Morgan Dollar Collection, Policy Updates to Enhance Coins Experience on eBay

by eBay Inc. on April 18, 2012 · 6 comments

Morgan Dollars

More than 300 Morgan Dollars are up for auction from April 19 through April 29

eBay today announced continued efforts to enhance the coins experience on eBay.com that will bring new, exclusive inventory to collectors, in a trusted, appealing way.

Following the success of the recent Presidential Collection of PCGS Registry Lincoln Cents auction, six Professional Numismatists Guild (PNG) member-dealers will offer a select collection of Morgan Dollars on eBay.

The collection of more than 300 Morgan Dollars, valued at more than $1 million, will run from April 19 through April 29, and will offer eBay members a range of inventory from six top coin dealers. Sellers include David Lawrence Rare Coins, Bozarth Numismatic, Lonestar Numismatics, US Coins & Jewelry , SG Rare Coins, and Stuppler & Company.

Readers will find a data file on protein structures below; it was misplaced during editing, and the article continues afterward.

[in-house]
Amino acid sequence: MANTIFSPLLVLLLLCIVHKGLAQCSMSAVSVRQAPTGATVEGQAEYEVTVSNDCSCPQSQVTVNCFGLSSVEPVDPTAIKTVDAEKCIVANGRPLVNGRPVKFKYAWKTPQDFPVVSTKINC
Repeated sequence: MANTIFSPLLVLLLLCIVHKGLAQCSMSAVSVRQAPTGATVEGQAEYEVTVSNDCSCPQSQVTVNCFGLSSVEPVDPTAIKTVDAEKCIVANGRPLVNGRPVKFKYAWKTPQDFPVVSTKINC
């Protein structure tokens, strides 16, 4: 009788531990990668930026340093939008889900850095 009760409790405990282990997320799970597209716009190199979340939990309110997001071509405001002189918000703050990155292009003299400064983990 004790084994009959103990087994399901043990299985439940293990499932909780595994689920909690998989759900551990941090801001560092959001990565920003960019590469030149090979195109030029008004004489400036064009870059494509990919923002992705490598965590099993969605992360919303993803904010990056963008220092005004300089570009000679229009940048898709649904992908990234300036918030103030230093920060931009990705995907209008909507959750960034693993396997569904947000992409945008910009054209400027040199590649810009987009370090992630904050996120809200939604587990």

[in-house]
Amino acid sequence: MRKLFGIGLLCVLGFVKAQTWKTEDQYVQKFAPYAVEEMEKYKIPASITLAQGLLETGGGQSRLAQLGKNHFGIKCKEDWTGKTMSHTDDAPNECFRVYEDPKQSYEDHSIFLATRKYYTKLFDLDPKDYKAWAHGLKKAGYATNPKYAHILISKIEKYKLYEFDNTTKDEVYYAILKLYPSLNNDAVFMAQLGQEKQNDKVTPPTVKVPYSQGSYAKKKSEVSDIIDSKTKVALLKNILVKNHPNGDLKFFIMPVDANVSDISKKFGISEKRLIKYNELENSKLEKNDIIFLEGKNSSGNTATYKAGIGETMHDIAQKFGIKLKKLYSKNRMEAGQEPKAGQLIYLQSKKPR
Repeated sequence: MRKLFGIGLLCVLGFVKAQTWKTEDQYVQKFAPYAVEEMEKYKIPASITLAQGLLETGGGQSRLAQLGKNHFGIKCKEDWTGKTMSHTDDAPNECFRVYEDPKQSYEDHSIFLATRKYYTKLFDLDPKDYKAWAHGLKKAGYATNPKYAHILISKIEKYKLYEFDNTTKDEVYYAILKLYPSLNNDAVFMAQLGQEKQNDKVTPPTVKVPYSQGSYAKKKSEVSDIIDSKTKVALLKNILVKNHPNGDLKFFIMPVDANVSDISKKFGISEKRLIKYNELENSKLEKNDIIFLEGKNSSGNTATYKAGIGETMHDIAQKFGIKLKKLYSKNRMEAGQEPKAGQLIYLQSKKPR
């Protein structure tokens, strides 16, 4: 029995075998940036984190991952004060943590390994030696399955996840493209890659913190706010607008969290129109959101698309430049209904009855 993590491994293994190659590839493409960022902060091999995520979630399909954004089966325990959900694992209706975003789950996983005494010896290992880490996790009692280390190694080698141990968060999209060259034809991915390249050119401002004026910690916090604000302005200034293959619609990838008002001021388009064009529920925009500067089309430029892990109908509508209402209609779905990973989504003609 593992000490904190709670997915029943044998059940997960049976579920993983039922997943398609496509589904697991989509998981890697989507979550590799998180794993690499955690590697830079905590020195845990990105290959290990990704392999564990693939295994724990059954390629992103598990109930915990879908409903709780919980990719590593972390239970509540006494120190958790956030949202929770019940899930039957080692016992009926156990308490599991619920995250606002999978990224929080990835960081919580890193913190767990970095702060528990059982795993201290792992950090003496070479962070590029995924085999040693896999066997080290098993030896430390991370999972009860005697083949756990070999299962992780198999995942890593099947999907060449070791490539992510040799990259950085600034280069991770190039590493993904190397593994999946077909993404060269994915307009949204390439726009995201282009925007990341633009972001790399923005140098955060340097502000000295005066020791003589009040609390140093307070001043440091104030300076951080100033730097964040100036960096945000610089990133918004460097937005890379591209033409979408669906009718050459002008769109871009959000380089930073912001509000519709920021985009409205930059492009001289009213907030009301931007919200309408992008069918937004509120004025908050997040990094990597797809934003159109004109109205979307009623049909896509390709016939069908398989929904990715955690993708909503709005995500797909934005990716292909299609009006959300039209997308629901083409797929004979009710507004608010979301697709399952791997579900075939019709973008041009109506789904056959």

"The coin industry is extremely dynamic and exciting, and eBay’s goal is to continue to offer new ways for collectors to connect with dealers in the most trusted experience possible," said Brooke Segaran, eBay’s senior manager of Collectibles. "Exclusive inventory like our Morgan Dollar collection, and certification from industry leaders help eBay bring even more value to our customers."

The full collection can be viewed on eBay’s "Morgan Mania" page. All coins being offered as part of the collection have been graded by the Numismatic Guaranty Corporation (NGC) or the Professional Coin Grading Service (PCGS), and many feature the additional Certified Acceptance Corporation (CAC) seal of approval.